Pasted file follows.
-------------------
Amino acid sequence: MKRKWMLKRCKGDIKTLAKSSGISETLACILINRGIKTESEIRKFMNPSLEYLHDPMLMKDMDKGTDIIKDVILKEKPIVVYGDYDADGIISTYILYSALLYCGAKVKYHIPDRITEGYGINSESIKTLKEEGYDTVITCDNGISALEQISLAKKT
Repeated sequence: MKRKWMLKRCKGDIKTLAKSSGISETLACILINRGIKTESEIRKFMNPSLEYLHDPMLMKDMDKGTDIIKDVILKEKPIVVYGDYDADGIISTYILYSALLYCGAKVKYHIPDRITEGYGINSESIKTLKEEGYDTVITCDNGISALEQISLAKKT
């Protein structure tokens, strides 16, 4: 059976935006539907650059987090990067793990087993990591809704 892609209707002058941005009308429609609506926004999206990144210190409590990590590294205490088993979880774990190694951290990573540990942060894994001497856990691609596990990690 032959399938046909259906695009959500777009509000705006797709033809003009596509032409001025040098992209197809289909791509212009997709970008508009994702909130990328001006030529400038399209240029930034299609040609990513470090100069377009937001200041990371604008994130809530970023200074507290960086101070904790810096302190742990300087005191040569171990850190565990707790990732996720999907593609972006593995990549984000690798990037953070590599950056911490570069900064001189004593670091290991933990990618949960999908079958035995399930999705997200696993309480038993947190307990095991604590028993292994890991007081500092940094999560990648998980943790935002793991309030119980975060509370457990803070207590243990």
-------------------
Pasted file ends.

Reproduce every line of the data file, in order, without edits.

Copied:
Amino acid sequence: MKRKWMLKRCKGDIKTLAKSSGISETLACILINRGIKTESEIRKFMNPSLEYLHDPMLMKDMDKGTDIIKDVILKEKPIVVYGDYDADGIISTYILYSALLYCGAKVKYHIPDRITEGYGINSESIKTLKEEGYDTVITCDNGISALEQISLAKKT
Repeated sequence: MKRKWMLKRCKGDIKTLAKSSGISETLACILINRGIKTESEIRKFMNPSLEYLHDPMLMKDMDKGTDIIKDVILKEKPIVVYGDYDADGIISTYILYSALLYCGAKVKYHIPDRITEGYGINSESIKTLKEEGYDTVITCDNGISALEQISLAKKT
């Protein structure tokens, strides 16, 4: 059976935006539907650059987090990067793990087993990591809704 892609209707002058941005009308429609609506926004999206990144210190409590990590590294205490088993979880774990190694951290990573540990942060894994001497856990691609596990990690 032959399938046909259906695009959500777009509000705006797709033809003009596509032409001025040098992209197809289909791509212009997709970008508009994702909130990328001006030529400038399209240029930034299609040609990513470090100069377009937001200041990371604008994130809530970023200074507290960086101070904790810096302190742990300087005191040569171990850190565990707790990732996720999907593609972006593995990549984000690798990037953070590599950056911490570069900064001189004593670091290991933990990618949960999908079958035995399930999705997200696993309480038993947190307990095991604590028993292994890991007081500092940094999560990648998980943790935002793991309030119980975060509370457990803070207590243990």